Magnum photographer Alec Soth and Brad Zellar have spent the last 3 years documenting the backroads of rural America while posing as reporters for a fictitious newspaper. The project eventually evolved into an actual publication called the LBM Dispatch and the latest edition focusses on Georgia. Hit the jump for more details on this ambitious project.
Alec Soth And The LBM Dispatch
Alec Soth (pronounced like “both”) has made a photographic career out of finding chemistry with total strangers and his latest project, The LBM Dispatch plays perfectly into his skill set. In 2011 he teamed up with writer Brad Zellar and began chasing down weird local stories near Minneapolis, where they both lived. They even went so far as to print business cards for their imaginary newspaper, The Winter Garden Dispatch and the project eventually evolved into an actual publication called The LBM Dispatch.
The LBM Dispatch is printed on newsprint to pay homage to the project’s roots and there have been 6 Dispatches published to date:
A 7th and final Dispatch is planned with images and stories gathered from Alec and Brad’s travels through Georgia.
At the Cream Ultra Lounge in Atlanta, Brad Zellar writes, ‘‘we talked to groups of young women who had driven from Philadelphia and New Jersey. There was a rumor that football players were expected — nobody was able or willing to be more specific than that — but after waiting around for an hour, we didn’t notice the arrival of any football players, and the sense of anticipation in the room appeared to be giving way to disappointment.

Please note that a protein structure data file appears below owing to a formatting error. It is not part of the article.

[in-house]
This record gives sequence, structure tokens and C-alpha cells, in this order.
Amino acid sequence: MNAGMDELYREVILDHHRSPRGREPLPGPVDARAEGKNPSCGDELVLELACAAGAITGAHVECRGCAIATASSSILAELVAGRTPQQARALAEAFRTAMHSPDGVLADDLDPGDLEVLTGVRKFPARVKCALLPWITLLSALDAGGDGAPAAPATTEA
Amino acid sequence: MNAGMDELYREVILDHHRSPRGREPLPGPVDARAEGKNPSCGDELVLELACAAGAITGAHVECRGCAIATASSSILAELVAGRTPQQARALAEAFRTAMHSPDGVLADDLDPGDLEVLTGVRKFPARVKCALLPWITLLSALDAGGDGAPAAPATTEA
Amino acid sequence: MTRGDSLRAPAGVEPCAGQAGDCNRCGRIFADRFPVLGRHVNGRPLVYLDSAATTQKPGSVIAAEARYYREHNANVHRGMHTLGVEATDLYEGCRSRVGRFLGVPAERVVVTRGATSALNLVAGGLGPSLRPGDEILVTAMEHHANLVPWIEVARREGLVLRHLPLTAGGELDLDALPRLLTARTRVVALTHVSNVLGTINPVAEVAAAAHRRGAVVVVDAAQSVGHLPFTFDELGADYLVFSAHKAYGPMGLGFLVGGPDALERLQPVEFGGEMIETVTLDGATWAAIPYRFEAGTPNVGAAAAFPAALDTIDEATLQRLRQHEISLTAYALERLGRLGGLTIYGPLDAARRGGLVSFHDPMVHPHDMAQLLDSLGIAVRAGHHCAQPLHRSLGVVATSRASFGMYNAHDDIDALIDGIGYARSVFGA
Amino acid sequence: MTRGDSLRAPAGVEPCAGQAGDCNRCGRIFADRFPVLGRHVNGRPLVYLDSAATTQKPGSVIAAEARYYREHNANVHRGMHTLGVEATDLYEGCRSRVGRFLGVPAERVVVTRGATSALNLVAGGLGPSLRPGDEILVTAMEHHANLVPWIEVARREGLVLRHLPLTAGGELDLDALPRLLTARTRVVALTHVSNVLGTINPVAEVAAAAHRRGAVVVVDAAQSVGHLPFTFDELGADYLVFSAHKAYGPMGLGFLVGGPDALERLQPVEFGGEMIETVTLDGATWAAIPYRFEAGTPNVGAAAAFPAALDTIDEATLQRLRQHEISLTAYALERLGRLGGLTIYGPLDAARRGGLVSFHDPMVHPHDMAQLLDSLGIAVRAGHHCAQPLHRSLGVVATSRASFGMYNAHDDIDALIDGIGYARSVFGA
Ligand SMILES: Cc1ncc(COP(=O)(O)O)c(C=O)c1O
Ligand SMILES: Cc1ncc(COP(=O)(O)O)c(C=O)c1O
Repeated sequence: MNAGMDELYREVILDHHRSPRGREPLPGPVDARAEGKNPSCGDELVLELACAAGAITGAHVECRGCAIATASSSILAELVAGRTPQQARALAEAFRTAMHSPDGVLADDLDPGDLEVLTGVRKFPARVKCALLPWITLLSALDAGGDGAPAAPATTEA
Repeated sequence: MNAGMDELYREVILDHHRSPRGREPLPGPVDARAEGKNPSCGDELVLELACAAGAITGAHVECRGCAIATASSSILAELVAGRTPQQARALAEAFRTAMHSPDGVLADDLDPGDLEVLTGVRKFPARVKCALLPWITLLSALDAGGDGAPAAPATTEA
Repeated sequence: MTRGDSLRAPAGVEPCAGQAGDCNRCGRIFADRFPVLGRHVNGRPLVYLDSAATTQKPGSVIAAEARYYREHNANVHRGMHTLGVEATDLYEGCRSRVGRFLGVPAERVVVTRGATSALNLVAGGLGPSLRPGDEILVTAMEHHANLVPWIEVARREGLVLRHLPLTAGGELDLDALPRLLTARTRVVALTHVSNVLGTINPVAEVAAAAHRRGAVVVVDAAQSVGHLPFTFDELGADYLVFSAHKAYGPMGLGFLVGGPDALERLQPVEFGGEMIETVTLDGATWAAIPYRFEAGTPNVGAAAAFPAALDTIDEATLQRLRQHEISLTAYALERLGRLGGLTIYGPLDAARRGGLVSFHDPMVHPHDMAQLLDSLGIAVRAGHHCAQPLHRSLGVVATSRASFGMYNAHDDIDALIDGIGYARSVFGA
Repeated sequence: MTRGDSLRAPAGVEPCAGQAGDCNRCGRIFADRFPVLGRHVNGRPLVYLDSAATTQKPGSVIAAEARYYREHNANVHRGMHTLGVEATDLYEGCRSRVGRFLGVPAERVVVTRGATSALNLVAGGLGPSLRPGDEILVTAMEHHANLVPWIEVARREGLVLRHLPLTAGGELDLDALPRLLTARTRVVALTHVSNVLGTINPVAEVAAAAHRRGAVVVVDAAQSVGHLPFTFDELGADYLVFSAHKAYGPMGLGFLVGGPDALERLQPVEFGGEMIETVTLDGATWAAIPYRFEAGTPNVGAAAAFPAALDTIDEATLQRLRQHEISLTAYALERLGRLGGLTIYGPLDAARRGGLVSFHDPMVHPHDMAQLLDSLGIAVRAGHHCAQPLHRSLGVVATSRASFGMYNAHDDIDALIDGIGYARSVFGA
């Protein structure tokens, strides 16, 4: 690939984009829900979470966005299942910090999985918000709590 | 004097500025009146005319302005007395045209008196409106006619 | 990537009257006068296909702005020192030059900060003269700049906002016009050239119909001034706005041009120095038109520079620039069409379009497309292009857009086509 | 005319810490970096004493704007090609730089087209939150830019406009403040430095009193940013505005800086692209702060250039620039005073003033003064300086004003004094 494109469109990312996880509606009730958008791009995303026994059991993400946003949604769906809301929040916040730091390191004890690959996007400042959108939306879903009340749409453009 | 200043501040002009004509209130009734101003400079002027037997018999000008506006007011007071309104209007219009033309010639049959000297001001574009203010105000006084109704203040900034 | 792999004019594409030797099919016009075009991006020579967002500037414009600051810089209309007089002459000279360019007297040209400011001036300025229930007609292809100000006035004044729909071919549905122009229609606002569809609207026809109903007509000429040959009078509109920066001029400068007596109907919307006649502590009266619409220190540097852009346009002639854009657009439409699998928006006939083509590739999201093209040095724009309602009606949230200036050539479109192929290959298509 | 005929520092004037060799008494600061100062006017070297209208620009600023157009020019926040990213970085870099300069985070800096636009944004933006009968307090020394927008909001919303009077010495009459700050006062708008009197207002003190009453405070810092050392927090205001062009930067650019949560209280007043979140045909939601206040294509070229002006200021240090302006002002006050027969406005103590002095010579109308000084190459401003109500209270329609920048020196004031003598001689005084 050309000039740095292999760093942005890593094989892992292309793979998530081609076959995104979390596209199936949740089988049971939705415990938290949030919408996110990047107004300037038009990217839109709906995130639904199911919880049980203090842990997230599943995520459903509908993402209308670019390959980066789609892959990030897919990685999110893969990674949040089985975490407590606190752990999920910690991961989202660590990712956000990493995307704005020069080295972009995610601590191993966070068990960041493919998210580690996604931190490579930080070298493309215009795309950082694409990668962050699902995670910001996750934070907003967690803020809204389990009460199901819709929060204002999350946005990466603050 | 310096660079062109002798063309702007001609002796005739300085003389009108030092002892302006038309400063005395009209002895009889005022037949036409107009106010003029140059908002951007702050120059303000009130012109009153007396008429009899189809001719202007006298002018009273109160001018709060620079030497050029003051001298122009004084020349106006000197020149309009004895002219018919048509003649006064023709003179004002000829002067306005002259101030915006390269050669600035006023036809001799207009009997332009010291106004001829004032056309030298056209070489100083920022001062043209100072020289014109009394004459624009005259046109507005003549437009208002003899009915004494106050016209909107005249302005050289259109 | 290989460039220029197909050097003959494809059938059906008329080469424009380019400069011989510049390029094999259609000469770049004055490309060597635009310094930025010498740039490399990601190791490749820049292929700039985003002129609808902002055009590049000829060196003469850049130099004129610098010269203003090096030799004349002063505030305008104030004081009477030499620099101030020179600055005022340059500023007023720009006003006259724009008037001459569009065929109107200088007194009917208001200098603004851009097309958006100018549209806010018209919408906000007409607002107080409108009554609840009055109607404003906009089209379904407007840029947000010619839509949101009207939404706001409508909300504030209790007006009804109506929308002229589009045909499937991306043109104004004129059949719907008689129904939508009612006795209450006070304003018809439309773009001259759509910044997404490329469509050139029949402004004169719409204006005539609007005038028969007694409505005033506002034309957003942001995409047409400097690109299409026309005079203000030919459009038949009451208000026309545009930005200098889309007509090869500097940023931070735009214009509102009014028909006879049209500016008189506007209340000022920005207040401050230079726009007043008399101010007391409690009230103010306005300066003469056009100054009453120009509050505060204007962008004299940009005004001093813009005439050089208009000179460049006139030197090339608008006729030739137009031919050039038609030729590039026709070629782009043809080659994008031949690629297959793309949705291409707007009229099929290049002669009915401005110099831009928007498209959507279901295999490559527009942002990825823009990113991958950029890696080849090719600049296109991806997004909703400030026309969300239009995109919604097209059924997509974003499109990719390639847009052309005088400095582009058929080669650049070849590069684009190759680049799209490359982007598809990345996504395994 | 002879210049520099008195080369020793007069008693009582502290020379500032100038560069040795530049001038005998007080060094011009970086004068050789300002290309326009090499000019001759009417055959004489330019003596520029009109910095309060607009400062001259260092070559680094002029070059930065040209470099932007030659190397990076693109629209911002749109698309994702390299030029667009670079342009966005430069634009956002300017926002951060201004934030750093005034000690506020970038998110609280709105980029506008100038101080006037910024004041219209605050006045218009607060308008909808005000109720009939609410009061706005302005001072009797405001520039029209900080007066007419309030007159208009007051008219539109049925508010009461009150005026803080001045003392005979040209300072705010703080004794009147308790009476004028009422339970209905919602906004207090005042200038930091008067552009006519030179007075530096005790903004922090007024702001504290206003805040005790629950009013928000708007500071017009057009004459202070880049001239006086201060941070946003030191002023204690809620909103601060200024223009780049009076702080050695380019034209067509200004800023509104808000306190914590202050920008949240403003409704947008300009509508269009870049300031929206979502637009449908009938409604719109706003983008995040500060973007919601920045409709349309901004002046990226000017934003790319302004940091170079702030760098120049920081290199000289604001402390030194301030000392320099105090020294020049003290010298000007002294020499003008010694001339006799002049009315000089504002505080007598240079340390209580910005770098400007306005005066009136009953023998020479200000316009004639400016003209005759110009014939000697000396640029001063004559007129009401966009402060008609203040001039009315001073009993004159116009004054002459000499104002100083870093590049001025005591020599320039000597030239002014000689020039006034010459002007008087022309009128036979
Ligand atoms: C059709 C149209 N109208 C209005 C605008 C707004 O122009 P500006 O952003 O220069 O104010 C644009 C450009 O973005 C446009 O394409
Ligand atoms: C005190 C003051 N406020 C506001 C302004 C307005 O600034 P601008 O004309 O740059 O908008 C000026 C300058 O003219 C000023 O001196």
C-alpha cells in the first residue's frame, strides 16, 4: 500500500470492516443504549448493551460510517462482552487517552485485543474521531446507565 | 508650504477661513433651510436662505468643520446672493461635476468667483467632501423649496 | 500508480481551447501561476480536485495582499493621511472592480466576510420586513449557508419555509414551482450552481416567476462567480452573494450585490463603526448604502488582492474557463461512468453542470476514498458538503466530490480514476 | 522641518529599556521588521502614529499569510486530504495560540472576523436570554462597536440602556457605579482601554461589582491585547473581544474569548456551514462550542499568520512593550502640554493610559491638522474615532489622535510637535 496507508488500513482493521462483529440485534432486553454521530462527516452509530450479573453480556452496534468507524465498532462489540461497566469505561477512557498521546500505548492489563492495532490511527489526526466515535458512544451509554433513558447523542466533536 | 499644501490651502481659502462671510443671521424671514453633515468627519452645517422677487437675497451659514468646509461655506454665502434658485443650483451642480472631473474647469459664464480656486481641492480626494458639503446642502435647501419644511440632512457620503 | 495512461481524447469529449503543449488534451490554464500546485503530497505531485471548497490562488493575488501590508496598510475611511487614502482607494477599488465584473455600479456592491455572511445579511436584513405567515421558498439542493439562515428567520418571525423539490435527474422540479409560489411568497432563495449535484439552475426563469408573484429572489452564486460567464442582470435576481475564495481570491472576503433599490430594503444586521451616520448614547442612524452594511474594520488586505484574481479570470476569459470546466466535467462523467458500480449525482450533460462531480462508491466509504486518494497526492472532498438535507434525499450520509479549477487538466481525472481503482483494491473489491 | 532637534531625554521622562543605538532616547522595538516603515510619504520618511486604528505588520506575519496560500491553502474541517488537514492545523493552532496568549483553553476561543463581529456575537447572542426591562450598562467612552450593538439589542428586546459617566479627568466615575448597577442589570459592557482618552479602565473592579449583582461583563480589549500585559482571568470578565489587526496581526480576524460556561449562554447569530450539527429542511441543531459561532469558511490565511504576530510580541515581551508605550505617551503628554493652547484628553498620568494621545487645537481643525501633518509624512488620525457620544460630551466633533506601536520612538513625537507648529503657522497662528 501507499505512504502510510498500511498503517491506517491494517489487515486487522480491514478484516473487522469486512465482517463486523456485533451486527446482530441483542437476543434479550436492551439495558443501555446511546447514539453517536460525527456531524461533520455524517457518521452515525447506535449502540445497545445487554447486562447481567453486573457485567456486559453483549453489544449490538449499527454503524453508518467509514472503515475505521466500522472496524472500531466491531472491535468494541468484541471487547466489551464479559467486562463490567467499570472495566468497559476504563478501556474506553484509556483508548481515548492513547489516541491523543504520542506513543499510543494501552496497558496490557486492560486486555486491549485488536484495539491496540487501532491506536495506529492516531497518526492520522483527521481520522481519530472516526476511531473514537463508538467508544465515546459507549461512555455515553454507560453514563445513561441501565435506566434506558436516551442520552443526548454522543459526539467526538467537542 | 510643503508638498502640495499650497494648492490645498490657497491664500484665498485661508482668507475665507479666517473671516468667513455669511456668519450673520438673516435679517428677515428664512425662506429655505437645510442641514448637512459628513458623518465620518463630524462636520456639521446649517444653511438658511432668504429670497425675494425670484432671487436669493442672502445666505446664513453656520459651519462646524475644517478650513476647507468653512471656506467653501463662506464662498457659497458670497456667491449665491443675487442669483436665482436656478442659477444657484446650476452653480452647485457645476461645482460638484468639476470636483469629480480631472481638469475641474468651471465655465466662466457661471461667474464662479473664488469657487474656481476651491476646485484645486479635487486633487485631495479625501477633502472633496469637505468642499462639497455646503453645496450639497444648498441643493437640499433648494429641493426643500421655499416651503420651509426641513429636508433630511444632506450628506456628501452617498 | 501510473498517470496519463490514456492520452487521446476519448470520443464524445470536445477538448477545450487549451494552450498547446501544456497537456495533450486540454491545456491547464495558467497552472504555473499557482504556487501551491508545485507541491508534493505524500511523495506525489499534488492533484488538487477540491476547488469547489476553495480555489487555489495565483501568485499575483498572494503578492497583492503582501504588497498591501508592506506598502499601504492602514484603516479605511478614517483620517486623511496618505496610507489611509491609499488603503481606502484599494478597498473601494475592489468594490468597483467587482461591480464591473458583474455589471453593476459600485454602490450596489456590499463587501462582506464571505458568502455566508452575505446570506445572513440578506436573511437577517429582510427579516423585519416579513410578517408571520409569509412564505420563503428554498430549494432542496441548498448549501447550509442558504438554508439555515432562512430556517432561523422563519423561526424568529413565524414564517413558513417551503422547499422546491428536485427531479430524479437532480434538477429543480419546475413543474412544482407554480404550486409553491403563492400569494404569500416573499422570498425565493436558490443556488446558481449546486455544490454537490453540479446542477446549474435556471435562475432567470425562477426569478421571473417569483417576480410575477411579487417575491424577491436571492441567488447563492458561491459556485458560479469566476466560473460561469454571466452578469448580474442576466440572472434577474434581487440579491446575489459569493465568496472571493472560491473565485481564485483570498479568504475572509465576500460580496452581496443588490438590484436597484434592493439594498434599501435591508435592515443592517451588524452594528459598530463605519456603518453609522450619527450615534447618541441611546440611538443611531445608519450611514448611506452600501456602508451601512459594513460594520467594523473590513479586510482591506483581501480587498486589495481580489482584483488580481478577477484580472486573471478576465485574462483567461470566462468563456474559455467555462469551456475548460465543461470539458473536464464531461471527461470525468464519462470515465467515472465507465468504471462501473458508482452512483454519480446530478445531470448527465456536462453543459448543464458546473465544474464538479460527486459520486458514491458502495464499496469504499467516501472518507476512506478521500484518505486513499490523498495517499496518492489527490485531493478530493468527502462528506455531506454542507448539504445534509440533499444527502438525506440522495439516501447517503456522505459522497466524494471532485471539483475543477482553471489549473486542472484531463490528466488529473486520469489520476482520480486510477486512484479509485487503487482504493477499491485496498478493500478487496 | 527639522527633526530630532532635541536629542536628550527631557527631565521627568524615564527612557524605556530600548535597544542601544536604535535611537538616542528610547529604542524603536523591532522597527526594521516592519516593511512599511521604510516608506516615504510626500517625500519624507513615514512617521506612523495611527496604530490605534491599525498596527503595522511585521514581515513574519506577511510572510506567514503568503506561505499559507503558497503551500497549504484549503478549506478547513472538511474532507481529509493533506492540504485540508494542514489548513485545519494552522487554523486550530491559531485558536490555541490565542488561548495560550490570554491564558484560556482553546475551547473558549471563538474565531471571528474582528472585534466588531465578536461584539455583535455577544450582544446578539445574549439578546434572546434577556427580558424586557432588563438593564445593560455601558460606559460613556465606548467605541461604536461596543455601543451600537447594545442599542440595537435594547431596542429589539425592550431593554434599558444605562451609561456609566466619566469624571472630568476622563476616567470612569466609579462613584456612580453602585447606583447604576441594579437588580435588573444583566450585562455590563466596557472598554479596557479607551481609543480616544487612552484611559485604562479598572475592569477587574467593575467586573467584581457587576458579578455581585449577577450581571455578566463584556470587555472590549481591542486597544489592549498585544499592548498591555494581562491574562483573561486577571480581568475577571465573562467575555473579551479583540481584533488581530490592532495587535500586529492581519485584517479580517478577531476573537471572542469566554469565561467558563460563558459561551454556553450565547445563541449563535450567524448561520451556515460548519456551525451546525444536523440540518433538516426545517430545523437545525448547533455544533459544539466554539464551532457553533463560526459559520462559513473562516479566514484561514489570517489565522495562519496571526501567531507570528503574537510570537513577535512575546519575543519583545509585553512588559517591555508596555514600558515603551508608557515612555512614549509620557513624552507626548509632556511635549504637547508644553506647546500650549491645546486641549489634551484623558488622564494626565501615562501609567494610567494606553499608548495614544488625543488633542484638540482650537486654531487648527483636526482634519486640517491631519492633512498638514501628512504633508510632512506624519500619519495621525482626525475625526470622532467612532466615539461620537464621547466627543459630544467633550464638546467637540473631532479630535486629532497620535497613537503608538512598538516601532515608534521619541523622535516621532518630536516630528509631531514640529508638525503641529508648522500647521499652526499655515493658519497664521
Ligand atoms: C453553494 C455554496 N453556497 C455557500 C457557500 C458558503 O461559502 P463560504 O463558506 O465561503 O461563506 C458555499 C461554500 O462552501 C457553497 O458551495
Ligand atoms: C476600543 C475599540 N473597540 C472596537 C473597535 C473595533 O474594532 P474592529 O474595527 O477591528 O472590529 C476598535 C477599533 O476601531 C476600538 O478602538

More than three decades after his presidency ended, Jimmy Carter still lives in Plains, Ga., where both he and his wife of 68 years, Rosalynn, were born. When he is in town, he often teaches a 10 a.m. Sunday-school class at Maranatha Baptist Church, where the Carters are deacons. The congregation includes only about 30 active members, but the former president’s talks are open to the public on a first-come, first-served basis.
Crystal Padgett, 27, left, a specialist with the 203rd Brigade Support Battalion based at Fort Benning. She and her brother, Josh, flank their half sister, Candace, and Candace’s son, Josiah.
Newsprint editions of the LBM Dispatch quickly sold but hardbound collectors editions are still available for a price of $350 USD each. The Georgia edition will likely be available directly from Alec’s Little Brown Mushroom web store.
This project is fascinating for a lot of reasons. First, it’s Alec Soth and I love his work. But more importantly the project sheds light on the crossover between documentary and street photography and emphasizes the importance of story in any photographic work.
By travelling the backroads Alec has been able to unearth and preserve little treasures that are the real and unusual stories of rural America. His stark but controlled black and white images honestly describe the dignity and lonliness of his subjects. The work does not judge but seems to celebrate the subjects as humble citizens of the world in which we all exist.
Individually, Alec’s images stand on their own. But when combined with the subject’s stories each image becomes a monument.
What’s your take on Alec Soth’s latest work? Do you think documentary and street photography share a common bond? Post your ideas in the comments below and keep the conversation going!